The best budgets are a realistic and accurate representation of your personal finances. That means you need to plan your budget around a reasonably complete picture of what you earn and where you spend your money. If you budget to spend $200 a month on groceries and you are much more likely to spend $300, your budget will never work no matter how hard you try. That’s where a 30-day spending journal comes in.
What is a spending journal?
A spending journal is a record you keep of every dollar you spend money on for a period of time. We recommend you spend at least a month exploring your past spending. The more history you have about where your money goes, the more accurate your budget projections will be.
The best spending journal includes every expenditure, even the little things like your morning coffee, app purchases, and other incidentals. Keeping a spending diary is about knowing where you spend money today so you can set achievable spending priorities for tomorrow. It is a critical step to be sure you create a budget that’s designed to succeed.
This is not an exercise in berating yourself about your current spending decisions. It’s not just about identifying needs vs wants. A spending journal gives you an improved awareness of your current spending habits when you’re left to your own devices.
Read more with Wealthing Like Rabbits author, Robert Brown’s take on why you need to create a spending summary.
How do you track your spending?
There’s no hard science to creating a 30-day spending journal. You can use any method you like, a notebook, phone app or download our Free Excel 30-Day Spending Journal.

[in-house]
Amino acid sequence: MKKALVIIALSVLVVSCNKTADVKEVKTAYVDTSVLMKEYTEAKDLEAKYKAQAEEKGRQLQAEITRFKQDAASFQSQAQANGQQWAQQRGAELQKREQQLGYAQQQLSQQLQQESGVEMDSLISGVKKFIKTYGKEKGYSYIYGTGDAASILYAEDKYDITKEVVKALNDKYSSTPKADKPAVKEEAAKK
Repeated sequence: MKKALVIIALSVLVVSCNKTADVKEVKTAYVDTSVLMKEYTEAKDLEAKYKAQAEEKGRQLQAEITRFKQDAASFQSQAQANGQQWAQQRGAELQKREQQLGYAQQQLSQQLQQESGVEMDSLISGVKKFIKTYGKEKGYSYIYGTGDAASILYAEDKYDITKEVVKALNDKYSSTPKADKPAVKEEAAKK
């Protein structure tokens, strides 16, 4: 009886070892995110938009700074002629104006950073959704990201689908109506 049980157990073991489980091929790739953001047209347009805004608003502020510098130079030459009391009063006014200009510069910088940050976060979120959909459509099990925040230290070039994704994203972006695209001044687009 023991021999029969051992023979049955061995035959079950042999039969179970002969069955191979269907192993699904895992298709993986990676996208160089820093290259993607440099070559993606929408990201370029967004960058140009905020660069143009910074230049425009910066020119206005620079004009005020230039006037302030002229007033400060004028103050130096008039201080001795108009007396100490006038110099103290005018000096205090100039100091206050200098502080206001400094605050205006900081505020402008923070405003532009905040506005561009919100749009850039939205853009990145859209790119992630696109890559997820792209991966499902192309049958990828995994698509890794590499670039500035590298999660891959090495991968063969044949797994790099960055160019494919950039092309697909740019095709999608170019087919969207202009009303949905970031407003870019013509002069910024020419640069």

If you are journaling with a piece of paper you want 4 basic columns:
- the date,
- the store or payee (where your money went),
- the expense category (what you purchased), and
- the amount.
It’s also good to add a fifth column for notes such as if this was an unusual expenditure like an unexpected repair bill or gift. You can write down whether you had second thoughts about that particular purchase. These notes will come in handy when you are looking for ways to reduce or manage your spending.
Best practices for creating a successful spending diary
The more detailed your tracking, the easier it will be for you to find areas to cut back and save. Often budgets fail simply because your projections were off, and your projections will be off if you don’t have the correct starting point.
Here are some best practices to follow:
- Meticulously record all cash, credit and debit purchases.
- Be detailed enough that you will be able to identify expenses you can do without versus necessities.
- Summarize where it makes sense (eg all food items you purchased in one trip as groceries).
- Pull out your statements for the bigger, more regular expenses. Look at your credit card statements, utility bills and bank statements for the past year. Here is where you will find out what you spend on your rent or mortgage, car payments, utilities, insurance, property taxes, and all your other living expenses.
- Including a record of any automated savings or bill payments, as you will need these to create your budget projections as well.
Keep a separate list of who you owe money too, your monthly debt payments and any automatic savings deductions as you will need these to create your budget projections as well.
Spend 30 days noting down your expenses in this way and you’ll gain an exhaustive – and accurate – overview from which to create your budget plan. You might be surprised to find out spending habits you didn’t know you had. And as the month progresses, you will probably also find that you begin questioning your purchases much more consciously.
It really helps to tell people that you are doing a 30-day spending plan – that way you’ll feel accountable to stick with it. You will probably feel like skipping a day or two during the process, and having someone who you know will be checking in with your progress can really help to keep you motivated.